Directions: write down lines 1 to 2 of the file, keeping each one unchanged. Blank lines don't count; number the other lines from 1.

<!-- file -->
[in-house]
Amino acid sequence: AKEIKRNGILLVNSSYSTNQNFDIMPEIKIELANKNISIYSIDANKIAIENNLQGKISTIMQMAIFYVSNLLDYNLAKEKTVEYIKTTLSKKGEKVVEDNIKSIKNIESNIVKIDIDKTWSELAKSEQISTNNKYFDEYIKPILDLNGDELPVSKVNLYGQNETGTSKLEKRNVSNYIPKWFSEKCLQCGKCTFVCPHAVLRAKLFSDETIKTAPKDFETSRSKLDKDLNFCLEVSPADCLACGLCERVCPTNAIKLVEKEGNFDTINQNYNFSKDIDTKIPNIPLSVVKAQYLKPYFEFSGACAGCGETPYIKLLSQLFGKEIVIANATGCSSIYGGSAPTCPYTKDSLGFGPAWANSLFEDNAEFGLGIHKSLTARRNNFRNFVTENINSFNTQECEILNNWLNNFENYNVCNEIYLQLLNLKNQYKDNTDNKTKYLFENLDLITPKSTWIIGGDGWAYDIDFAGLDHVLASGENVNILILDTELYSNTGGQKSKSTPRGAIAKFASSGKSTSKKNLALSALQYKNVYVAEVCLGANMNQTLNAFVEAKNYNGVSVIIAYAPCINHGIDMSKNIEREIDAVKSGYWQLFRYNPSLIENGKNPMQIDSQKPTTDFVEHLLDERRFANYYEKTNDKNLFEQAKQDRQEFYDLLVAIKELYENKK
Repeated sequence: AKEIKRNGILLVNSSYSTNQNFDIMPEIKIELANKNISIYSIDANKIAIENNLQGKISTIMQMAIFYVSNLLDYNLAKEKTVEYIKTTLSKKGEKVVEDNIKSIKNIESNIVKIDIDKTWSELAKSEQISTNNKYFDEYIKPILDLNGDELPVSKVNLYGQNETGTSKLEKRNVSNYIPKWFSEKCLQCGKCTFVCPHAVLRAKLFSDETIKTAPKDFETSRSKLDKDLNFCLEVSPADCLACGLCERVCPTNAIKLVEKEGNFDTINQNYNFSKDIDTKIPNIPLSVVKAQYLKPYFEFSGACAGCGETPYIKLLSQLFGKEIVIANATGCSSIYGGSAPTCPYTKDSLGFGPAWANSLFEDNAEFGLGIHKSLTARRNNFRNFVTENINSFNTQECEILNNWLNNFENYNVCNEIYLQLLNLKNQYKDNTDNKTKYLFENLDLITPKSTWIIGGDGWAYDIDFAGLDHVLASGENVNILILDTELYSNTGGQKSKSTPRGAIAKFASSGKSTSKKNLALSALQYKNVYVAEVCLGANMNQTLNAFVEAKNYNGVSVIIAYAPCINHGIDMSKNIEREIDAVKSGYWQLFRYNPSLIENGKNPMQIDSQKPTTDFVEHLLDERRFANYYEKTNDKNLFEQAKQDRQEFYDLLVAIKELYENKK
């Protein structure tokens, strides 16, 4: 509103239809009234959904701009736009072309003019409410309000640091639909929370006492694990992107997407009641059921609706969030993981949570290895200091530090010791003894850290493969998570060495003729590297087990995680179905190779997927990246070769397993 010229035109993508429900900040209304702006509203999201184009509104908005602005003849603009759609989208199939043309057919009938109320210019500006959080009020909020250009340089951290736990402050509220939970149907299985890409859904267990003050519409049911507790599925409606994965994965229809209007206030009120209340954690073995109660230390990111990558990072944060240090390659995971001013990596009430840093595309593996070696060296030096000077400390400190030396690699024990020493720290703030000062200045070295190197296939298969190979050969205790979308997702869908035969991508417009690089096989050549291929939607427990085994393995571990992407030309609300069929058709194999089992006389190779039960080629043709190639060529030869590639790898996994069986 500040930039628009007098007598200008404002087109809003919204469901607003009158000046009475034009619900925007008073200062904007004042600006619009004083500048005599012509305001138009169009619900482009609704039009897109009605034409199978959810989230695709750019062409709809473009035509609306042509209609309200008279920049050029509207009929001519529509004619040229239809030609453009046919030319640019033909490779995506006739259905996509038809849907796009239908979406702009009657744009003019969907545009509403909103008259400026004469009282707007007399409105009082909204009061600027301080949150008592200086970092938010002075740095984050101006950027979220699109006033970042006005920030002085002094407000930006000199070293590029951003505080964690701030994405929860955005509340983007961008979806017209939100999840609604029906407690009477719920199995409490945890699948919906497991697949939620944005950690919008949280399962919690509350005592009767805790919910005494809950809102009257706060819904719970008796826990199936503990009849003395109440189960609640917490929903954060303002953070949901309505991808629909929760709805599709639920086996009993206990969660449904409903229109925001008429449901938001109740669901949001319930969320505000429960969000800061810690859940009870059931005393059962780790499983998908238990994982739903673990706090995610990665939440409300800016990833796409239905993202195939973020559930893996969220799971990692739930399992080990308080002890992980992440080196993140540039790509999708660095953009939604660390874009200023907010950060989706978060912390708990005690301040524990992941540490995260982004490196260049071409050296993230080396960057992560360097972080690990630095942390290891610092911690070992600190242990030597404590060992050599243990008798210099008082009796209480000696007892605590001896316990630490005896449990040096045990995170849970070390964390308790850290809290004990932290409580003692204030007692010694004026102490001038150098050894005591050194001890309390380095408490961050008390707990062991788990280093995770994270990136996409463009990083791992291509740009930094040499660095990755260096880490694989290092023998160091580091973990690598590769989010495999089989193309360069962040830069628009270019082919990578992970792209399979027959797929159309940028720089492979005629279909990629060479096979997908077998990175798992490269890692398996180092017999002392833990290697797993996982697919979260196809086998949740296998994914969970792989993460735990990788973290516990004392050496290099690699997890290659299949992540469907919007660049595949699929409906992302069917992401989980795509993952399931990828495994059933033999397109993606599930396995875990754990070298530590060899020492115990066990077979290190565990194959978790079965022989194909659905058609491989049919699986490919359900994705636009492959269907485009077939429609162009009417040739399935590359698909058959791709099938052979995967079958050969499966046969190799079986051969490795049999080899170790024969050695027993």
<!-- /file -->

[in-house]
Amino acid sequence: AKEIKRNGILLVNSSYSTNQNFDIMPEIKIELANKNISIYSIDANKIAIENNLQGKISTIMQMAIFYVSNLLDYNLAKEKTVEYIKTTLSKKGEKVVEDNIKSIKNIESNIVKIDIDKTWSELAKSEQISTNNKYFDEYIKPILDLNGDELPVSKVNLYGQNETGTSKLEKRNVSNYIPKWFSEKCLQCGKCTFVCPHAVLRAKLFSDETIKTAPKDFETSRSKLDKDLNFCLEVSPADCLACGLCERVCPTNAIKLVEKEGNFDTINQNYNFSKDIDTKIPNIPLSVVKAQYLKPYFEFSGACAGCGETPYIKLLSQLFGKEIVIANATGCSSIYGGSAPTCPYTKDSLGFGPAWANSLFEDNAEFGLGIHKSLTARRNNFRNFVTENINSFNTQECEILNNWLNNFENYNVCNEIYLQLLNLKNQYKDNTDNKTKYLFENLDLITPKSTWIIGGDGWAYDIDFAGLDHVLASGENVNILILDTELYSNTGGQKSKSTPRGAIAKFASSGKSTSKKNLALSALQYKNVYVAEVCLGANMNQTLNAFVEAKNYNGVSVIIAYAPCINHGIDMSKNIEREIDAVKSGYWQLFRYNPSLIENGKNPMQIDSQKPTTDFVEHLLDERRFANYYEKTNDKNLFEQAKQDRQEFYDLLVAIKELYENKK